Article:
On Appeal from the District Court for the District of New Jersey, (No. 08-cv-1093), District Judge: Honorable William H. Walls.
The opinion of the court was delivered by: Fuentes, Circuit Judge
Before: McKEE, Chief Judge, and FUENTES and CHAGARES, Circuit Judges
Having lost in state court, Great Western Mining & Mineral Company ("Great Western") brought a civil rights action in federal court under 42 U.S.C. § 1983. Great Western alleges that its state-court losses were the result of a "corrupt conspiracy" between the named defendants and certain members of the Pennsylvania state judiciary to exchange favorable rulings for future employment as arbitrators with ADR Options, Inc. ("ADR Options"), an alternative dispute resolution entity. The District Court dismissed Great Western's complaint for failure to state a claim and denied its motion for reconsideration and motions for leave to amend its complaint.
As a threshold matter, we address Defendants' contention that the Rooker-Feldman doctrine precludes the exercise of subject matter jurisdiction over this action. We disagree, as Great Western is not "complaining of injuries caused by state-court judgments rendered before the district court proceedings commenced and inviting district court review and rejection of those judgments." Exxon Mobil Corp. v. Saudi Basic Indus. Corp., 544 U.S. 280, 284 (2005). Rather, Great Western asserts an independent constitutional claim that the alleged conspiracy violated its right to be heard in an impartial forum. Turning to the merits, we conclude that granting Great Western leave to amend would have proved futile as even the final version of its complaint failed to plead facts plausibly suggesting a conspiratorial agreement. Accordingly, we will affirm.
This case originates out of a dispute involving a miniature golf course in which Active Entertainment, Inc. ("Active") was the losing party.*fn1 Active retained Brownstein & Vitale, P.C. ("B&V") to represent it in litigation against an entity that Active had hired to build a miniature golf course. Dissatisfied with the damages awarded in that litigation, Active brought a malpractice suit against its counsel, Gary Brownstein, Marc D. Vitale, and B&V. All parties agreed to binding arbitration before Thomas Rutter and Rutter's company, ADR Options. James F. Wiley, III, represented Active; Thomas Paradise, a partner at Fox Rothschild LLP ("Fox Rothschild"), represented Vitale.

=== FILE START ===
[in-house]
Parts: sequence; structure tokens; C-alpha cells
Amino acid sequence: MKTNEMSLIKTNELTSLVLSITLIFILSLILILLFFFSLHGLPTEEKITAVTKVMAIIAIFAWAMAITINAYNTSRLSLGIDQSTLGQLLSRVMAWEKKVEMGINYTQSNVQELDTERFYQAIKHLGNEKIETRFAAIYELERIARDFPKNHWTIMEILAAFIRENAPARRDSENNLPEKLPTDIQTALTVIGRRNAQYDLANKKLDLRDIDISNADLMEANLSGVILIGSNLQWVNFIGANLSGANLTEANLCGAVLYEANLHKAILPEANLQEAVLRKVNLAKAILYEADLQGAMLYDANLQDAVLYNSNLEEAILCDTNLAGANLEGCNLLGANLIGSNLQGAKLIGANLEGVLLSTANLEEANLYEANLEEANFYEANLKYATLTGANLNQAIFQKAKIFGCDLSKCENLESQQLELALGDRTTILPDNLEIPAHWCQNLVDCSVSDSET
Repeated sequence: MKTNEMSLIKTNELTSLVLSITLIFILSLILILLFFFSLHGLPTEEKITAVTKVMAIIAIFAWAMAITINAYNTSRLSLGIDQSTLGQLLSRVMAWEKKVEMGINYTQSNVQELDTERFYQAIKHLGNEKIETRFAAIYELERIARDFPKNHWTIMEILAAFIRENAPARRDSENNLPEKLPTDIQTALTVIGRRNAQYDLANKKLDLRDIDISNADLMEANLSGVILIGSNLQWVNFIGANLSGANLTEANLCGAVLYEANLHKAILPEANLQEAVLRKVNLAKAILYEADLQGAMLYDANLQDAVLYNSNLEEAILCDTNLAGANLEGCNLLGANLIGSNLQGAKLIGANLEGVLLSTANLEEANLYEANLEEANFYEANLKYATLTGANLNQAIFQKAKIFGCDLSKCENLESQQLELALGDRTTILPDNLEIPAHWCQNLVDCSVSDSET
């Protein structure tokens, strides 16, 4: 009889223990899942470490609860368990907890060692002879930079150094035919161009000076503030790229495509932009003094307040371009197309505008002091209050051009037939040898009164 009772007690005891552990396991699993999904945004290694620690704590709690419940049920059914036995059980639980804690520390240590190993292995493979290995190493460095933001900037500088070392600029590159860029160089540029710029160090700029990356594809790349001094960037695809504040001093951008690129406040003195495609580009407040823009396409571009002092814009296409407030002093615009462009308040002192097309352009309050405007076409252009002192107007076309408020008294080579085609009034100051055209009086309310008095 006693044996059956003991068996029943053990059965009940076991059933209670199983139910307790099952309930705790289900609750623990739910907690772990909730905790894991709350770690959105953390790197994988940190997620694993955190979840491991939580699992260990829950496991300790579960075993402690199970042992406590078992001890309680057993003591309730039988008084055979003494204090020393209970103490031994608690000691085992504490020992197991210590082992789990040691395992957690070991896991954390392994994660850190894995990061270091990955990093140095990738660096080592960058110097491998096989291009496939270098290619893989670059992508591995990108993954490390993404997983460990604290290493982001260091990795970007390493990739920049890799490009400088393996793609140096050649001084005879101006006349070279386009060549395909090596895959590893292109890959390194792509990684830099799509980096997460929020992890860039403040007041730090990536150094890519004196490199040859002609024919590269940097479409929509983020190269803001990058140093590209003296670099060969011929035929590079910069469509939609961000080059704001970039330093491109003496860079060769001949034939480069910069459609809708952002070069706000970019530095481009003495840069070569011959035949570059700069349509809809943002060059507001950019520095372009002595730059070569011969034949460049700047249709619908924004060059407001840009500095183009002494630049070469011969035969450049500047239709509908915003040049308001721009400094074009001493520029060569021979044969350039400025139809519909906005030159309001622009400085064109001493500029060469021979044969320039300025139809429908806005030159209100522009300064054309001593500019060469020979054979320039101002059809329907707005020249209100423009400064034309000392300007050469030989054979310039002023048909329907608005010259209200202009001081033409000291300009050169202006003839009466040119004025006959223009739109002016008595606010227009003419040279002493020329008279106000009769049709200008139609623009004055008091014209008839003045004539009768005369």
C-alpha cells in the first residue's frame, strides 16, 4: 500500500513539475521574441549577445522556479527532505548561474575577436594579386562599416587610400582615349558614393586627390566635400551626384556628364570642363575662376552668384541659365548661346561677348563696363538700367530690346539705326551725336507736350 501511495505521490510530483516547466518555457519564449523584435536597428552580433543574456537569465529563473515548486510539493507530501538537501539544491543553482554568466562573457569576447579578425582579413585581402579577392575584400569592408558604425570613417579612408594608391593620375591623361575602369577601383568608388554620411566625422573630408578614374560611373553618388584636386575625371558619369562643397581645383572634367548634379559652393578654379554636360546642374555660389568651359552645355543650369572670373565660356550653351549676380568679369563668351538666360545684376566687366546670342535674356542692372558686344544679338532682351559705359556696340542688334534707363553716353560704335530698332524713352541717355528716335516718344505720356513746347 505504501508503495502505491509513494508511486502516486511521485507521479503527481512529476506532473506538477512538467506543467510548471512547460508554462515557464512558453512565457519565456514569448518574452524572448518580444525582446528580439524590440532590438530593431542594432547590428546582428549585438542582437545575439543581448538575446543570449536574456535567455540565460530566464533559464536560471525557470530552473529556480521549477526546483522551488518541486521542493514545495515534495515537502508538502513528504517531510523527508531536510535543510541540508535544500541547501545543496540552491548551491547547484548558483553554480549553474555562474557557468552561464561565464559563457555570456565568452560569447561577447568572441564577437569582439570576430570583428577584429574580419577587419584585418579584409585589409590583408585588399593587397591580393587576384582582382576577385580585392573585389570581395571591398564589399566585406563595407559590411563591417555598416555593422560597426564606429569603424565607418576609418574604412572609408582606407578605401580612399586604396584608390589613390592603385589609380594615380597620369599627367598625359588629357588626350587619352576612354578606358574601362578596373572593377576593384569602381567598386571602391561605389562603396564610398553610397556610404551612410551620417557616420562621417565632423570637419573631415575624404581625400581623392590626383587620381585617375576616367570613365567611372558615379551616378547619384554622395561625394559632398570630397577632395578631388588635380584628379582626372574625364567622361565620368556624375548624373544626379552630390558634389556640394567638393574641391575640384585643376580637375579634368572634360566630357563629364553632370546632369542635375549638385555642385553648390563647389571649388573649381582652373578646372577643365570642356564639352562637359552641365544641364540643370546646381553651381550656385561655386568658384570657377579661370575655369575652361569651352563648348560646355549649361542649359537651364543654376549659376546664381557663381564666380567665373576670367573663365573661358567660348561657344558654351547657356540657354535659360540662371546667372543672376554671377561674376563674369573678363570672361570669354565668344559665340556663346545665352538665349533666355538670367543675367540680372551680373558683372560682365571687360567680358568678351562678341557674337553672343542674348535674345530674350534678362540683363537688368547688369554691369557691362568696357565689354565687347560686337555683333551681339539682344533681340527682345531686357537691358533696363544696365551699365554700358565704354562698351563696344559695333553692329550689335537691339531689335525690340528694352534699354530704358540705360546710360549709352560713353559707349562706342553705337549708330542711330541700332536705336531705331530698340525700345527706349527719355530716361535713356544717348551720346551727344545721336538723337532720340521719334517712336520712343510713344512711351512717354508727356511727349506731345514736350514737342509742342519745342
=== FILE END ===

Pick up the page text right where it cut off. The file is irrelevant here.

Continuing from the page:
According to the Complaint, ADR Options is the largest provider of alternative dispute resolution ("ADR") services in Pennsylvania, New Jersey, and Delaware. Rutter is the founding shareholder and Chief Executive Officer of ADR Options. Many of ADR Options's arbitrators are former federal and state judges.
Before beginning arbitration proceedings, the parties entered into a binding ADR Options Arbitration Agreement, which provided that:
Each party and participating attorney has disclosed any past or present relationship with the arbitrator, direct or indirect, whether financial, professional, social or any other kind. The arbitrator has also disclosed any past or present relationship with any party or attorney. It is understood that any doubt has been resolved in favor of disclosure.
(J.A. at 114 [Proposed Am. Compl. 3, ¶ 14].) The result of the arbitration proceedings was an award for defendants Brownstein, Vitale, and B&V. Thereafter, Great Western became the assignee of Active's interest.
Great Western filed a petition in Pennsylvania state court to vacate the arbitration award on the ground of improper failure to disclose potential conflicts. In particular, Great Western alleged that the managing partner at Fox Rothschild, Louis Fryman, was concurrently employed at ADR Options as an arbitrator and that Paradise maintained a professional relationship with Rutter.*fn2 The Philadelphia Court of Common Pleas and the Superior Court of Pennsylvania ruled against Great Western and confirmed the arbitration award. The Supreme Court of Pennsylvania denied Great Western's petition for allowance of appeal.
While its appeal was pending before the Superior Court of Pennsylvania, Great Western filed a separate civil action in the Philadelphia Court of Common Pleas against Rutter, ADR Options, Fox Rothschild, and Paradise, raising contract and tort claims and alleging a failure to disclose the purportedly improper relationships. Robert Tintner, a partner at Fox Rothschild, represented all of the defendants. The Court of Common Pleas dismissed the action as collaterally estopped, and Great Western appealed. According to Great Western's counsel, Wiley, shortly thereafter Tintner called Wiley and informed him that "[t]here [was] no way that a Philadelphia court [was] ever going to find against Thomas Rutter given his relationship with the Philadelphia court system." (J.A. at 118 [Proposed Am. Compl. 3, ¶ 43].) The Superior Court of Pennsylvania affirmed the decision of the Court of Common Pleas dismissing the action, and the Supreme Court of Pennsylvania denied Great Western's petition for allowance of appeal.